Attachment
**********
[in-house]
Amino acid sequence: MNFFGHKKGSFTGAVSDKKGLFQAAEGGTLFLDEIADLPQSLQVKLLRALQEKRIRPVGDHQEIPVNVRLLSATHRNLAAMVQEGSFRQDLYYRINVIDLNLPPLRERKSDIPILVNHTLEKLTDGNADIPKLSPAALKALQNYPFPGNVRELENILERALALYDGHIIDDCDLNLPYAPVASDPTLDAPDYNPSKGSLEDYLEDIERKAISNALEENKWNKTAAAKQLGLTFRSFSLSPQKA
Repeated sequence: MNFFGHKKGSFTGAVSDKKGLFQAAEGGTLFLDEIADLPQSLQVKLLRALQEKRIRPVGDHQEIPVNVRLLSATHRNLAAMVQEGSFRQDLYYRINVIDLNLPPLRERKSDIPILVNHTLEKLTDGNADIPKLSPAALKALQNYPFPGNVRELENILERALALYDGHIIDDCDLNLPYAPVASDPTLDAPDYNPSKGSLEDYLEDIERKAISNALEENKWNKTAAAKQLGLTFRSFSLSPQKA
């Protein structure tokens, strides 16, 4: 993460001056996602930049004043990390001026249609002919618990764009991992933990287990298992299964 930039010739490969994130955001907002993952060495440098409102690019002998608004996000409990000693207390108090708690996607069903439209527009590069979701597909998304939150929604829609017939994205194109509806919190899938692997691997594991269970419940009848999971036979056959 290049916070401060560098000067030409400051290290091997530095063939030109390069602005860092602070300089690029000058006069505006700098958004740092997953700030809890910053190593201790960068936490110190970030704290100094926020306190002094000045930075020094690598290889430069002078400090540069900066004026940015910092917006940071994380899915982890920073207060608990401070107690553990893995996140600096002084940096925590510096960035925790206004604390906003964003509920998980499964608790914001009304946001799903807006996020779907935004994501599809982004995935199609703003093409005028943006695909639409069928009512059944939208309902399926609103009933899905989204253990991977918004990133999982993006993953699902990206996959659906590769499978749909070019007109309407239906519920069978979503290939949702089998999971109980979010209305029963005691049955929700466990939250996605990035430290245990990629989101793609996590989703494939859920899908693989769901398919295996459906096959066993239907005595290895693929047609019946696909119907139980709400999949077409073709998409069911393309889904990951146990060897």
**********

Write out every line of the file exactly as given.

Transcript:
[in-house]
Amino acid sequence: MNFFGHKKGSFTGAVSDKKGLFQAAEGGTLFLDEIADLPQSLQVKLLRALQEKRIRPVGDHQEIPVNVRLLSATHRNLAAMVQEGSFRQDLYYRINVIDLNLPPLRERKSDIPILVNHTLEKLTDGNADIPKLSPAALKALQNYPFPGNVRELENILERALALYDGHIIDDCDLNLPYAPVASDPTLDAPDYNPSKGSLEDYLEDIERKAISNALEENKWNKTAAAKQLGLTFRSFSLSPQKA
Repeated sequence: MNFFGHKKGSFTGAVSDKKGLFQAAEGGTLFLDEIADLPQSLQVKLLRALQEKRIRPVGDHQEIPVNVRLLSATHRNLAAMVQEGSFRQDLYYRINVIDLNLPPLRERKSDIPILVNHTLEKLTDGNADIPKLSPAALKALQNYPFPGNVRELENILERALALYDGHIIDDCDLNLPYAPVASDPTLDAPDYNPSKGSLEDYLEDIERKAISNALEENKWNKTAAAKQLGLTFRSFSLSPQKA
């Protein structure tokens, strides 16, 4: 993460001056996602930049004043990390001026249609002919618990764009991992933990287990298992299964 930039010739490969994130955001907002993952060495440098409102690019002998608004996000409990000693207390108090708690996607069903439209527009590069979701597909998304939150929604829609017939994205194109509806919190899938692997691997594991269970419940009848999971036979056959 290049916070401060560098000067030409400051290290091997530095063939030109390069602005860092602070300089690029000058006069505006700098958004740092997953700030809890910053190593201790960068936490110190970030704290100094926020306190002094000045930075020094690598290889430069002078400090540069900066004026940015910092917006940071994380899915982890920073207060608990401070107690553990893995996140600096002084940096925590510096960035925790206004604390906003964003509920998980499964608790914001009304946001799903807006996020779907935004994501599809982004995935199609703003093409005028943006695909639409069928009512059944939208309902399926609103009933899905989204253990991977918004990133999982993006993953699902990206996959659906590769499978749909070019007109309407239906519920069978979503290939949702089998999971109980979010209305029963005691049955929700466990939250996605990035430290245990990629989101793609996590989703494939859920899908693989769901398919295996459906096959066993239907005595290895693929047609019946696909119907139980709400999949077409073709998409069911393309889904990951146990060897």